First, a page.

Sunday Evening Post Iss. 4

Updated: Mar 23


I made a mistake.


Two weeks ago, I went to Costco. I did the “peopling” thing and now, I am sick. I’m not Corona virus sick, but I’m congested, can’t sleep through the runny nose, sore throat sick.


Sickness does strange things to my brain, I’m sure it’s true for others: I feel like I can conquer the world but I can’t get out of bed. I have a thousand and one ideas but none of them make sense. Writing is like that for me too; the conquering without moving, the myriad ideas that won’t last to page two.


Ideas are like a song stuck in your head. At first it’s amazing, you can carry it around with you and tap your fingers, sing, hum… by the second or third day, you really just want to stab things and curse the horrible creator of that wretched earworm but oh baby, baby, how were you supposed to know that thing would follow you around for a week? It creeps into everything you do. It takes over and you don’t even see that something isn’t right here.


Thursday I couldn’t get out of bed at all. The pressure in my sinuses had my eyes watering most of the day. By Friday, I was feeling much better but I’d had such a chaotic sleep schedule, I needed a reminder it was Friday. Needless to say, I didn’t make much progress on my Prompt Series story. I did, however, come to an important conclusion.


The story of Liam and Rachel served its purpose. It brought me back to that elusive place in my head where worlds emerge and while I am still considering the lives of Characters B and C, they’re no longer my primary creative outlet.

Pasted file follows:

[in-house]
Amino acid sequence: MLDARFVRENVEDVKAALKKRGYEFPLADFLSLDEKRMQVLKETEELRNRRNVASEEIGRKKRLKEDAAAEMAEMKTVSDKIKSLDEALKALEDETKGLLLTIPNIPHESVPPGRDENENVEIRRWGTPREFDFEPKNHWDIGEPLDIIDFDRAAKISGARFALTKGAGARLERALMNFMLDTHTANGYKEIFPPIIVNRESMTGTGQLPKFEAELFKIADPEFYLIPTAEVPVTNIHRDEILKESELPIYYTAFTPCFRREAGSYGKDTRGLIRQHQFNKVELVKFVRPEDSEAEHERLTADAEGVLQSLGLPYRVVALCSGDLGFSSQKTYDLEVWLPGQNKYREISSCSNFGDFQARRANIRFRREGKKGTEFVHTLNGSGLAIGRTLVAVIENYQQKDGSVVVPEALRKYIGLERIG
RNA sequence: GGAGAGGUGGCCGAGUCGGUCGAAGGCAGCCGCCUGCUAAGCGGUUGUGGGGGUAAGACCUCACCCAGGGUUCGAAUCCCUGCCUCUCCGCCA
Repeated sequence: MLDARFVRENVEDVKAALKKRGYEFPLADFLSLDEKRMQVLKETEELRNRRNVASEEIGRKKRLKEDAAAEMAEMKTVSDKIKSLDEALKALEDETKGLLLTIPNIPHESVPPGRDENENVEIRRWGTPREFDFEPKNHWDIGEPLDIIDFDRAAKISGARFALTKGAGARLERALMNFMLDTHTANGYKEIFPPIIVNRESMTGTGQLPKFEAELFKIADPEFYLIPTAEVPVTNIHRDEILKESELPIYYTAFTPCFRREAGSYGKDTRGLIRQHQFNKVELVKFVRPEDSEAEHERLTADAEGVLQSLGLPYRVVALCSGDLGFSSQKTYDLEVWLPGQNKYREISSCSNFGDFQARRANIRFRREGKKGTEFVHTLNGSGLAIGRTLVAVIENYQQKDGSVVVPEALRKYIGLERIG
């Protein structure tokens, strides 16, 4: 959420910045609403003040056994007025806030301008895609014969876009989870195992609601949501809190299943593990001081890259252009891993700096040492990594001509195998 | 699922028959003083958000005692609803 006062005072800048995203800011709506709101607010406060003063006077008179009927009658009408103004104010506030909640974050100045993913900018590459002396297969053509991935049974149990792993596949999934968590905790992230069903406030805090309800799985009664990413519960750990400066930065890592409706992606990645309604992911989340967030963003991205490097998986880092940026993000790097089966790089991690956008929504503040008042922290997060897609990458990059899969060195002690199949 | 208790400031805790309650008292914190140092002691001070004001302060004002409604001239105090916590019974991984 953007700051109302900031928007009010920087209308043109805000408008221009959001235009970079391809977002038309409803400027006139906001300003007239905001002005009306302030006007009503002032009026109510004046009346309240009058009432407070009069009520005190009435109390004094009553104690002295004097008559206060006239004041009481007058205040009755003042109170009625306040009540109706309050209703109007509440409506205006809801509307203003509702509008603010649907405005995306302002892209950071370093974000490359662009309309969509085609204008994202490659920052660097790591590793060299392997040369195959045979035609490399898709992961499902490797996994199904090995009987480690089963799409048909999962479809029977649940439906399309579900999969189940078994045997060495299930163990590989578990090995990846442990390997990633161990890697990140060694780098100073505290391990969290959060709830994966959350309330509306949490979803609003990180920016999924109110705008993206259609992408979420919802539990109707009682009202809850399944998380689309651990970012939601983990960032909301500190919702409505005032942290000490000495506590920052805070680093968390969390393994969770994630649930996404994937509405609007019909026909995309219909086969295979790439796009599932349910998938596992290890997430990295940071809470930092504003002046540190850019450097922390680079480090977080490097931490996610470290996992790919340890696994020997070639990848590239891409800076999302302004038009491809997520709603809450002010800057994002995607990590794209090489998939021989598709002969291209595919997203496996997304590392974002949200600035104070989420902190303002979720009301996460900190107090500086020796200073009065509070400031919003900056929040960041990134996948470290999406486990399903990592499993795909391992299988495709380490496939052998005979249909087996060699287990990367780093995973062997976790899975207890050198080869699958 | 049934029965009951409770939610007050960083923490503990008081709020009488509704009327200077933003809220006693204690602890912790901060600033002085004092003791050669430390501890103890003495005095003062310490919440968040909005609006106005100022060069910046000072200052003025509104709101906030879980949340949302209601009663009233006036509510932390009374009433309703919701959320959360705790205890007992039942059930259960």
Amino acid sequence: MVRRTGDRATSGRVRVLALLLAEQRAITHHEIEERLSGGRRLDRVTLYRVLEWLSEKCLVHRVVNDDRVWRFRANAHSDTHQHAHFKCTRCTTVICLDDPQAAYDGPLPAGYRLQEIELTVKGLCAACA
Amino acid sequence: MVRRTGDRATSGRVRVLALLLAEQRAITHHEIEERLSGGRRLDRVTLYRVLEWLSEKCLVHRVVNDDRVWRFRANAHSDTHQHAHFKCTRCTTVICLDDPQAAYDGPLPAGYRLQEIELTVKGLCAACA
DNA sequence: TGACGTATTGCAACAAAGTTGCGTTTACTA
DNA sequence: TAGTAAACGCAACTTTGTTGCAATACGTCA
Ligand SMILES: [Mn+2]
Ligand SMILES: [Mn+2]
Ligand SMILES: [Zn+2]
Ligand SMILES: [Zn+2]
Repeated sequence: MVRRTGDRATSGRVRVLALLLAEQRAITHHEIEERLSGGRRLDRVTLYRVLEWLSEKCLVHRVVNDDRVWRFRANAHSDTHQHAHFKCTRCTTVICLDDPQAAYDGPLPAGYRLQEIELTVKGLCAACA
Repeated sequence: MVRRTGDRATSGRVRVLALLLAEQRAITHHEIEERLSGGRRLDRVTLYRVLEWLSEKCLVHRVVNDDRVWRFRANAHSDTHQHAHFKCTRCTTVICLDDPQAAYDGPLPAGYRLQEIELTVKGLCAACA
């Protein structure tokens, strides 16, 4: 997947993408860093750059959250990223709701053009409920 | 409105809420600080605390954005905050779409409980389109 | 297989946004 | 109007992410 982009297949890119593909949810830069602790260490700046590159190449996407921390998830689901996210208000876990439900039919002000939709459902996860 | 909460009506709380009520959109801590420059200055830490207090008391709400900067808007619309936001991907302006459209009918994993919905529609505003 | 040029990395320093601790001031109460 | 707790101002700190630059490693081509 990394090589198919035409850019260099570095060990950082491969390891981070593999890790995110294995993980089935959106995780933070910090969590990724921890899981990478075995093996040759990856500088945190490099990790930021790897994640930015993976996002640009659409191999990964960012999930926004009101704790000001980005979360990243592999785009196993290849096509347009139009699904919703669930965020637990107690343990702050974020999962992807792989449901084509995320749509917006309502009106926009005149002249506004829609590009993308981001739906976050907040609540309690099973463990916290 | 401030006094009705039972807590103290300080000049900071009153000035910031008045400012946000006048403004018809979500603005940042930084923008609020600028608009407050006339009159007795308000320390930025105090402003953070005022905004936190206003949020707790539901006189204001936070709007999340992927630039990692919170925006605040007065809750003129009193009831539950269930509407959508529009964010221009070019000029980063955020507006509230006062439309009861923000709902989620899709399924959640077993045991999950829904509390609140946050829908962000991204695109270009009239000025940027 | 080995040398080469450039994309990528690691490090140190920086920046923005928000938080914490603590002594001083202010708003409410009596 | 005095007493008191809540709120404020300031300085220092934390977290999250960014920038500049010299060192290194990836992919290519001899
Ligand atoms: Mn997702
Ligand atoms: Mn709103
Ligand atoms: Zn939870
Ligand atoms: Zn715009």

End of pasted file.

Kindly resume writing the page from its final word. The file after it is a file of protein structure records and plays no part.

I’ve talked before about how many more ideas I have when I’m actively writing. Even if I’m trying—struggling—to write but no words come, that creative center starts churning. The vein is tapped; ideas pour out.


And I had a really, really good one.


So for now, and until I’m stuck again, Rachel and Liam will stew in their personal agony while I focus instead on a young detective and the body somebody found in the woods. I wrote four pages in under an hour last night and for those who truly know me, that means I think I’m onto something big.


It’s okay to use your characters. We’re told to kill our darlings; their mistreatment, hurdles, goals, and victories make them stronger. It’s okay to create someone for the sole purpose of using them as a gateway to an easier writing experience. So yes, use your characters. Make your story write itself. Go forth.


Create.

Fiction projects: 3

Fiction research: 3 pages

Fiction words this week: 825

About the Author: Theresa Green is the co-founder of The Writer's Workout and a crime fiction writer.

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